Intro: High Voltage Sparks
By disassembling a disposable camera, we can use the flash circuit to create high voltage sparks. Warning: This project can generate a deadly current and without proper safety precautions, you will die. I take no responsibility for injury or death that may occur. There are further safety recommendations in the last step.
Step 1: Disassemble the Camera
Pry the camera open using a knife and brute force. You don't need to save anything aside from the flash circuit.
Step 2: Bridge the Resistor
Solder a bridge across the current limiting resistor. There may be more than one. Follow the traces between the leads and the capacitor to find them.
To create the bridge, solder the two ends of the resistor together. In some cases, it might be easier to remove the resistor and solder a wire in it's place. Make sure to use wire that can handle the current. I would use nothing smaller than 24 gauge.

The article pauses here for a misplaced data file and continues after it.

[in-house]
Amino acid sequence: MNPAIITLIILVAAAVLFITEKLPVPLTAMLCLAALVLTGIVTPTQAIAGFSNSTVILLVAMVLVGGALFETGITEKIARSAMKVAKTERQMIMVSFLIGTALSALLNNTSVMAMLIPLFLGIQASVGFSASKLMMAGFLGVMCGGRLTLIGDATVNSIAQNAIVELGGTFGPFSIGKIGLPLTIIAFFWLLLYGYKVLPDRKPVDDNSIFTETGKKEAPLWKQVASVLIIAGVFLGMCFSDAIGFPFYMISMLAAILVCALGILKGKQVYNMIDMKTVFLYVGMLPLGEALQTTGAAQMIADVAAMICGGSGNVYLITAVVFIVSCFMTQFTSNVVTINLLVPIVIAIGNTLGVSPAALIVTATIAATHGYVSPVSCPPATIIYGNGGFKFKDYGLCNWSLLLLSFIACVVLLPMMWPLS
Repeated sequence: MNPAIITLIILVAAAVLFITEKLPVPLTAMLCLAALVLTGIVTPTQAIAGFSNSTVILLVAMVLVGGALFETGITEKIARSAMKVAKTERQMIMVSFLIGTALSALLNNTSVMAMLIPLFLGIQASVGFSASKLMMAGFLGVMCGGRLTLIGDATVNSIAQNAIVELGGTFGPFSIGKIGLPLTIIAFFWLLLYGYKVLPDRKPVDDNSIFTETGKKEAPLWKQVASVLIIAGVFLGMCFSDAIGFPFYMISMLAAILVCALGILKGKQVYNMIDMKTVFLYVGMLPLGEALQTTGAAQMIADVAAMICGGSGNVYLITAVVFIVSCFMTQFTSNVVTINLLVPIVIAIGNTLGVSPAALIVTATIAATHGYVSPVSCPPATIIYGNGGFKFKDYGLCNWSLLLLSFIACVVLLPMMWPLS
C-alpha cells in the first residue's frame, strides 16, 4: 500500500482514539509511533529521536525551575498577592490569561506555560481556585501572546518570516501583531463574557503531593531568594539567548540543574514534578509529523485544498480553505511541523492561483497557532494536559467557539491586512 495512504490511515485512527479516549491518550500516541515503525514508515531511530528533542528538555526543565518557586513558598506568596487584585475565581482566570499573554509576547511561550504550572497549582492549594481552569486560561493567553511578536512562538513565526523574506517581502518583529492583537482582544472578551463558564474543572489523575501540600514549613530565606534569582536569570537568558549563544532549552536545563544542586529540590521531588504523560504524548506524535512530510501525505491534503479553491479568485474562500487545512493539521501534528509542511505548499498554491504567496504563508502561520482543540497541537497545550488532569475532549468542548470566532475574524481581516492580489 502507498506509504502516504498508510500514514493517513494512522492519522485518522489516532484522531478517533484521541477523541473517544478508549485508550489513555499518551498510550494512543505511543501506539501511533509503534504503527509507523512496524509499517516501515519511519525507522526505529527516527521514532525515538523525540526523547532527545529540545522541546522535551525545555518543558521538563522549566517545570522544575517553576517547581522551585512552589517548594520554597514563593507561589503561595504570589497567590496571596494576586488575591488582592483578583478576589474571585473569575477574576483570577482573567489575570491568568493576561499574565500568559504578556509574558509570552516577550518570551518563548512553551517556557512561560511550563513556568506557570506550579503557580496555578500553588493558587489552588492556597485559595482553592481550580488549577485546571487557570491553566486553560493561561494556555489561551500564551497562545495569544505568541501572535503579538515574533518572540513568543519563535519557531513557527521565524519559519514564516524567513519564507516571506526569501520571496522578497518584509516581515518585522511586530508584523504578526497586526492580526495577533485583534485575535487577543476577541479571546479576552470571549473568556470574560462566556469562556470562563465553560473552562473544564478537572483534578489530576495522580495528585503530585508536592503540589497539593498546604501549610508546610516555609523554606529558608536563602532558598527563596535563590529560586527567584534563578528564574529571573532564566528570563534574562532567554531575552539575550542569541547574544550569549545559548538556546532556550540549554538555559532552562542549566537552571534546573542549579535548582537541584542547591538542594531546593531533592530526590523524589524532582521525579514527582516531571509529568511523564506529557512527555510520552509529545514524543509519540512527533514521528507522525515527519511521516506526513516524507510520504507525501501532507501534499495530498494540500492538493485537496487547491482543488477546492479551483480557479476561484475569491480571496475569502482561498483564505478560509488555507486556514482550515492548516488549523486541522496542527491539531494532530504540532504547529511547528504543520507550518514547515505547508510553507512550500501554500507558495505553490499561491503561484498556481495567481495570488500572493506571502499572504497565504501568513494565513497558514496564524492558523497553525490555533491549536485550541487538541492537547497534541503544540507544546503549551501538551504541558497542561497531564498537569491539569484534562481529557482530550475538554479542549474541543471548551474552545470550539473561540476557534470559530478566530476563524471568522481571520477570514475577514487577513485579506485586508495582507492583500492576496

Step 3: Test
Insert the battery and press the charge button on the back of the PCB. You'll probably want to wear some sort of protection at this point.
Step 4: Bridge the Leads
Use something conductive to bridge the two leads coming off the PCB. I recommend soldering some heavy gauge wire to the leads in order to have better control over where the current is applied. Once the leads are soldered, you might wish to add a switch and enclose it in some sort of nonconductive box.
In this picture, we ran the current through a soda can. It melted the aluminum and put holes in the can, causing liquid to shoot out.
Step 5: Warning and More Info
Be careful! The current coming from this circuit is extremely dangerous and possibly lethal. Do not touch the leads while the circuit is charged and always be sure to discharge the circuit with a piece of conductive metal before handling.
After you've had some fun with the circuit, you can add another capacitor in parallel with the first one to create higher current sparks. These can get dangerous very fast and should only be used while wearing ear protection and a welding mask.
This is a Computer Science House project.